The U.S. Federal Energy Regulatory Commission is okay with the idea of Google dealing in energy. Yesterday, it granted "market-based rate authorization" to Google Energy and designated the entity a Category 1 seller in all regions.
Google may well view this development as a bit of a victory. More than a few people became uneasy when it first applied to become a power marketer; the move generated a lot of fresh jokes about Skynet and global domination.
The California Public Utilities Commission and something called the Mabuhay Alliance ("the leading resource and service provider to the Pan Asian and other underserved communities for home ownership retention and small business growth and development") even formally expressed concerns about Google's latest outside-the-box effort.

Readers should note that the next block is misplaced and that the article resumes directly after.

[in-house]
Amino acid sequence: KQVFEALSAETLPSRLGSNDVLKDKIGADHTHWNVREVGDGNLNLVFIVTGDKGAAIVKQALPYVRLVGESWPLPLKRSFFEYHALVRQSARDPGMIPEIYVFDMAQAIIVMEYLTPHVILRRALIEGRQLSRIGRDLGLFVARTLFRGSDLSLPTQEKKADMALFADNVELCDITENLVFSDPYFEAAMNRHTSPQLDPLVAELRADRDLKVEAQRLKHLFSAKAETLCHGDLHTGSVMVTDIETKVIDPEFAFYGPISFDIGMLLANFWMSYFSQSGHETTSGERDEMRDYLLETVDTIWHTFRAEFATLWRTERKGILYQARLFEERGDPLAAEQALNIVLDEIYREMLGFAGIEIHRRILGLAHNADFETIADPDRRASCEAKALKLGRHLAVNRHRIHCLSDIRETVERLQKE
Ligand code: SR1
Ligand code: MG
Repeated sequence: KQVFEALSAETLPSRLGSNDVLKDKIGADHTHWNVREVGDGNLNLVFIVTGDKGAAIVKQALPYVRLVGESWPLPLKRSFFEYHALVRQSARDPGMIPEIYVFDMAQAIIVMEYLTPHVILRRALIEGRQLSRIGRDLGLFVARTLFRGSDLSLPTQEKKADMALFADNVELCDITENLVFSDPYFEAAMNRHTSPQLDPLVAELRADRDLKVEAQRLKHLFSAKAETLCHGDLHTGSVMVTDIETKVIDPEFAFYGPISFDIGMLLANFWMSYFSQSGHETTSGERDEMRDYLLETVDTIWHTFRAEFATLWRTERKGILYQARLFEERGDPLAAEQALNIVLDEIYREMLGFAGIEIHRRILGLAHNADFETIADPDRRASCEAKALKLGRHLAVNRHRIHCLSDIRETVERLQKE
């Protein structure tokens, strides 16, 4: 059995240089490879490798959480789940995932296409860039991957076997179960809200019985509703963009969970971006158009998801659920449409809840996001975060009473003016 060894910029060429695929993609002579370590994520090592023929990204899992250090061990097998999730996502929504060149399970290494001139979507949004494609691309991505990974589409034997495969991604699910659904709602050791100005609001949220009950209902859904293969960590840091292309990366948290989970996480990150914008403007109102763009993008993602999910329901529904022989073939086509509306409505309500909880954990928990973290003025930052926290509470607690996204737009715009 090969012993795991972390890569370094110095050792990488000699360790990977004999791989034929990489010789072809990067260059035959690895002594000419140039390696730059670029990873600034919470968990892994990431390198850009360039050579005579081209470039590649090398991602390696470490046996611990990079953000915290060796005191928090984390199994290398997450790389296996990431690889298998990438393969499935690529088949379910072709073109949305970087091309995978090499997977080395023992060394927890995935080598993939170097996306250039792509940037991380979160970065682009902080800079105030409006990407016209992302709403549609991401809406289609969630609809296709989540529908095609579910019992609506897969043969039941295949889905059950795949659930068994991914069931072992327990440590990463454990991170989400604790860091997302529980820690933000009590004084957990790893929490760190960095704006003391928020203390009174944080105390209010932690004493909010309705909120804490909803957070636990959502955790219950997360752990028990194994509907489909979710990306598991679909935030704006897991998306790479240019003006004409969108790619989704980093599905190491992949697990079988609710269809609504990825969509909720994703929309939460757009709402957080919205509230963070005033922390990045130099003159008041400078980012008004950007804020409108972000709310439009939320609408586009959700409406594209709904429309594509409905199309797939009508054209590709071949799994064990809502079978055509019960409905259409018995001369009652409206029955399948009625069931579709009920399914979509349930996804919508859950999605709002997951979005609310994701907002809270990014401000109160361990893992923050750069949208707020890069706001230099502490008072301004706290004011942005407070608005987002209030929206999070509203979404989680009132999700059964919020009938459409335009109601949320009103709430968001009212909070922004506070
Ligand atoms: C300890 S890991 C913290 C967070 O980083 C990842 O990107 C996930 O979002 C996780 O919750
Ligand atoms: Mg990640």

The Federal Energy Regulatory Commission's authorization is effective February 23rd, though, meaning Google won't have to face some sort of investigation or appeals process.
Here's the only hitch: at least three times in the document granting the order, the Commission noted that Google doesn't have any wholesale electric generation or transmission facilities at the moment. So, despite all the paperwork being in order, Google isn't going to be buying or selling much electricity in the near future.